A few wispy filaments of smoke are now leisurely twisting their way into the darkening sky of evening.  The sickening acrid smell of the charred land will stay with us for weeks.  As I take account, our destruction is discouraging. The garden — green beans, carrots, cabbage, lettuce — gone.   Three mango trees over-laden with ripening sweet fruit have lost all their full bounty. Young fruit trees — devoured.  The older mangoes will come back and some of the smaller ones will rebound if watered daily, but there will be no fruit this year.  A lot of waste for someone’s carelessness.  As we found out the next day, some kids had cleared an area near the river for a “jamba (marijuana) smoking station.”  They didn’t care that the fire could harm someone else and simply walked away leaving it unattended.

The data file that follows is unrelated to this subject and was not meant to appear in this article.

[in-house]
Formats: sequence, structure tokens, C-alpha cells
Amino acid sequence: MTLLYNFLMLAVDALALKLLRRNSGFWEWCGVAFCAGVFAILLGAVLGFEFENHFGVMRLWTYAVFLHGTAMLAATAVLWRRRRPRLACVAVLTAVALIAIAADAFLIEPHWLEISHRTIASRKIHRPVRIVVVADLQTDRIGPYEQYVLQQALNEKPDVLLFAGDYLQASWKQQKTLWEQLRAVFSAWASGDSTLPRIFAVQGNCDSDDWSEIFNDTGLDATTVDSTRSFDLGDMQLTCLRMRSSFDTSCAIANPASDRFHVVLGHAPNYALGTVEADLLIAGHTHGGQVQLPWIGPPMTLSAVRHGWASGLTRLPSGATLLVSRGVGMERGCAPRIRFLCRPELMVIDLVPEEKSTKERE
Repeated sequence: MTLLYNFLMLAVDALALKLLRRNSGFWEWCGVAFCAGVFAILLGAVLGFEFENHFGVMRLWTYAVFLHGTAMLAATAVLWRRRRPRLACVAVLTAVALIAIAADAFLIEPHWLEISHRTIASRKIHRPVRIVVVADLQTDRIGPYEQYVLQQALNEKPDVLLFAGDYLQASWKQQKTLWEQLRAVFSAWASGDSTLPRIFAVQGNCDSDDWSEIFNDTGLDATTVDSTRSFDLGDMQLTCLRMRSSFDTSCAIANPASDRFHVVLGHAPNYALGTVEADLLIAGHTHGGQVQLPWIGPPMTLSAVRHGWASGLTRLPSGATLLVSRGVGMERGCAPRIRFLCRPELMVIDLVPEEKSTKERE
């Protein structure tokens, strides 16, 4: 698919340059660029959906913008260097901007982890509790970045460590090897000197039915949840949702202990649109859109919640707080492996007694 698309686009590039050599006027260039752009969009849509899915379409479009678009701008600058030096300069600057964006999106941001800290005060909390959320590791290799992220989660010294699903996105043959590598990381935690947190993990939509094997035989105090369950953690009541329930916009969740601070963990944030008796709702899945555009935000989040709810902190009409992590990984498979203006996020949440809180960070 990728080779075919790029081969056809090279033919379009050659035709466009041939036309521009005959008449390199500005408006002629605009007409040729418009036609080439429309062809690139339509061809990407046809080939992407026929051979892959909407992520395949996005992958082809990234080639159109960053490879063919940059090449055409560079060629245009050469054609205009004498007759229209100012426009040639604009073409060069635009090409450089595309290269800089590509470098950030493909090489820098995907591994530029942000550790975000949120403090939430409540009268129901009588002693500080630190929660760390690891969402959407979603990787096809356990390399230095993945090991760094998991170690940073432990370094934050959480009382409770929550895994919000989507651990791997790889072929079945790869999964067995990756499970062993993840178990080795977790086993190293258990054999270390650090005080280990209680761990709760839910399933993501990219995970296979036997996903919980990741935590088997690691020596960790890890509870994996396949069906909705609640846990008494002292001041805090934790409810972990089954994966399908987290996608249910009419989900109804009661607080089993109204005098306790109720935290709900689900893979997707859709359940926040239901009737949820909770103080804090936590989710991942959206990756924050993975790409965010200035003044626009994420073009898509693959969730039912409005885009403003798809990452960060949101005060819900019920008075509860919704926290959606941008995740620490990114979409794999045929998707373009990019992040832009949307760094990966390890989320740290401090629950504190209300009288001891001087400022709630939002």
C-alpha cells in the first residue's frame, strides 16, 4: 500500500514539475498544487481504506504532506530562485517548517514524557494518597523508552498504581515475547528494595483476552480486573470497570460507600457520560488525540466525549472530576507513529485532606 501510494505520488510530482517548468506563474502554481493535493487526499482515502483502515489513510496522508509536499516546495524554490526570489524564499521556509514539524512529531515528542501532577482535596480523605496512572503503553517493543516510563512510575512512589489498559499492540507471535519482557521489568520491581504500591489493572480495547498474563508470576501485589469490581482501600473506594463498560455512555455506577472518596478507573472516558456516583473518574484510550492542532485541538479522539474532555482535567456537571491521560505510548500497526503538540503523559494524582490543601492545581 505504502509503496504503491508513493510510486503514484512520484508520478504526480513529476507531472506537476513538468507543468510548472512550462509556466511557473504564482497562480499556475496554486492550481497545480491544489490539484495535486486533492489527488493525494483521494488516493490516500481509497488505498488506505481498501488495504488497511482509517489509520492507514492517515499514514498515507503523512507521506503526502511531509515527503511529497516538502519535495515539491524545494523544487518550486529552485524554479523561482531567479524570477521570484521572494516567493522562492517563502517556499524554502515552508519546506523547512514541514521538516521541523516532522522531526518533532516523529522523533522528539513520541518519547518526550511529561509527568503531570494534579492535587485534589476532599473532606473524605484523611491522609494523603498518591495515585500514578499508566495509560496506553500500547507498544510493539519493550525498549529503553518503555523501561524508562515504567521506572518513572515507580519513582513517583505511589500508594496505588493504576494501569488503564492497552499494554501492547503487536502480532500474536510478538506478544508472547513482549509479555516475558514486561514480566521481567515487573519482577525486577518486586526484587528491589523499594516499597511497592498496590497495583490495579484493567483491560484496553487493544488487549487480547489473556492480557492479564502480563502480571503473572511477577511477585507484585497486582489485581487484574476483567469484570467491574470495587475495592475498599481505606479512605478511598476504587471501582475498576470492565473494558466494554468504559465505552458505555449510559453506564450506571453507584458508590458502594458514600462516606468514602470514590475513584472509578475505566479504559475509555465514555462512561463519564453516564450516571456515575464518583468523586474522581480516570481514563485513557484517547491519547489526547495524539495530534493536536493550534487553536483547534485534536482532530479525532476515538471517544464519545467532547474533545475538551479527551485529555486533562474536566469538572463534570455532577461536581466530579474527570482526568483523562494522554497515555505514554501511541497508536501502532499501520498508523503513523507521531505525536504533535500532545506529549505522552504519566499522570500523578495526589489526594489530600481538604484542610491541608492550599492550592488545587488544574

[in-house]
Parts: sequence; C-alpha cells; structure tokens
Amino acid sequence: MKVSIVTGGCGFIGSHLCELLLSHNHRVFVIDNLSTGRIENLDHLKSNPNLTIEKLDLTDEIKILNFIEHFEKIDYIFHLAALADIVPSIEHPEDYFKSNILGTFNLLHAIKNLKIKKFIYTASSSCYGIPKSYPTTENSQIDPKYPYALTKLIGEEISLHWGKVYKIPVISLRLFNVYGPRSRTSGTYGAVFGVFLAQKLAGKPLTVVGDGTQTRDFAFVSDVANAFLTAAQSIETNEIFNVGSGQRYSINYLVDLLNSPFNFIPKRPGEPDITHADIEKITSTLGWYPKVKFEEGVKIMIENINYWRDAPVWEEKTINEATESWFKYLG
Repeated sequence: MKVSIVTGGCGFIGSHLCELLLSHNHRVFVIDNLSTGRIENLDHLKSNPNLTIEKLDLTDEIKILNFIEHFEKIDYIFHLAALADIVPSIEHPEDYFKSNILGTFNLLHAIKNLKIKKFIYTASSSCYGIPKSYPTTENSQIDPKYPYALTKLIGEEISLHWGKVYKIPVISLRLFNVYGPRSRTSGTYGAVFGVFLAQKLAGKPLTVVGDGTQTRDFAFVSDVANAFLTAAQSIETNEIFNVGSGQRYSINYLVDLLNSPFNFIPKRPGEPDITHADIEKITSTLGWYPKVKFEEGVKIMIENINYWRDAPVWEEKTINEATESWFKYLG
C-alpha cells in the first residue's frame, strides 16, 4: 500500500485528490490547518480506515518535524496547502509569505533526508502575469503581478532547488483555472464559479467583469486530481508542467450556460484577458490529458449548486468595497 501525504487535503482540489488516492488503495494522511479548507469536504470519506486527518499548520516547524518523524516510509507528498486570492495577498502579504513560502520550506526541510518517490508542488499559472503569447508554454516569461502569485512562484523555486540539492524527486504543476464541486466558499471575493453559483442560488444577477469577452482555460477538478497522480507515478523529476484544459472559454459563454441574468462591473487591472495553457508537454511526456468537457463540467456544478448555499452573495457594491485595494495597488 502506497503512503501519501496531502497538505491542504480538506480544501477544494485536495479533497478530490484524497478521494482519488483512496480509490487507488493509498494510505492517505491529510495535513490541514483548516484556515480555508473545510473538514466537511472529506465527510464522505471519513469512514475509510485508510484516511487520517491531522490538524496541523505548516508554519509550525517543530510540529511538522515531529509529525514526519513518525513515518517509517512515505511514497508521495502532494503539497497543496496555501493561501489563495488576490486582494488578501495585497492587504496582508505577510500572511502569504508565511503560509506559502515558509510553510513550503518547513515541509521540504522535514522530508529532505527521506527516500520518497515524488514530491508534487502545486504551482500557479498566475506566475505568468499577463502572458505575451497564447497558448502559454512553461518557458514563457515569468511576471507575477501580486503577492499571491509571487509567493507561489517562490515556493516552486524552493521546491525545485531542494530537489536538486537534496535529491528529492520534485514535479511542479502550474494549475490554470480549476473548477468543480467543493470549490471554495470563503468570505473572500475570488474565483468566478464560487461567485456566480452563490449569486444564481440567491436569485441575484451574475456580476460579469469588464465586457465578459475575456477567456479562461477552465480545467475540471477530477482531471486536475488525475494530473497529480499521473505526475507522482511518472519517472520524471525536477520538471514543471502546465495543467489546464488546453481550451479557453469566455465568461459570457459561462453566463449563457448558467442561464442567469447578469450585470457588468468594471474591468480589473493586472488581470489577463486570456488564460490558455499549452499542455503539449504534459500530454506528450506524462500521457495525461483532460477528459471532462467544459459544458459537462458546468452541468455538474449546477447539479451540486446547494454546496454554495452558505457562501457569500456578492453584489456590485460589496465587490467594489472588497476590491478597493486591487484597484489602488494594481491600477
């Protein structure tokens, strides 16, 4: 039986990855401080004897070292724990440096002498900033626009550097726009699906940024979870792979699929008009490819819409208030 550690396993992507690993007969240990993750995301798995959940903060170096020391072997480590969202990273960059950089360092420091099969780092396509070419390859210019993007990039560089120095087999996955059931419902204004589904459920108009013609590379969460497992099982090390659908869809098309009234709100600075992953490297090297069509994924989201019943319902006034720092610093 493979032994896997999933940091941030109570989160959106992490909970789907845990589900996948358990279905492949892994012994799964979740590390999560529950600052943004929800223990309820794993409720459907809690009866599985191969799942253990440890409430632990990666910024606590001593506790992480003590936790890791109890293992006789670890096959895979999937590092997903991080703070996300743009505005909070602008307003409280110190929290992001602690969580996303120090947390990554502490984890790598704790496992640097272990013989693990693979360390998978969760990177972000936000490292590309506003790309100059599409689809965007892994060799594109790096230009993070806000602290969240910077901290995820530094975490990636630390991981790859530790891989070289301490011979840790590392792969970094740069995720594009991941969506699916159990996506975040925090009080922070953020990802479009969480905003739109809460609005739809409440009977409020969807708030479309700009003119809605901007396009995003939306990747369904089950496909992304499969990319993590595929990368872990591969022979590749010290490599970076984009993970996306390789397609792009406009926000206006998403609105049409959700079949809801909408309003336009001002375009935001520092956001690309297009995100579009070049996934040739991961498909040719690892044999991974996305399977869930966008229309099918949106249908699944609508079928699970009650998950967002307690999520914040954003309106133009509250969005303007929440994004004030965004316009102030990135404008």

Not the fire in the story. Here Stephen was wetting down the area between the flames and our storage container. The generator shed is just to the other side of this container.

When I returned to Sierra Leone in May, 2016, I had put a clause in my contract removing “Deputy Fire Fighter” from my long and varied job description.  But today that clause held no water and I had to dig in and help.  Now I’m exhausted, collapsed in a chair with tea beside me.  Looking out the same window above my drawing table I see the sad remains of my beautiful flower bed.  The bright orange lilies were just starting to send their green leaves up.  There will be no joyful blossoms this dry season.


Charred remains of our garden and a distant mango tree can be seen behind the lily blooms.


March 5, 2017

The Lesson: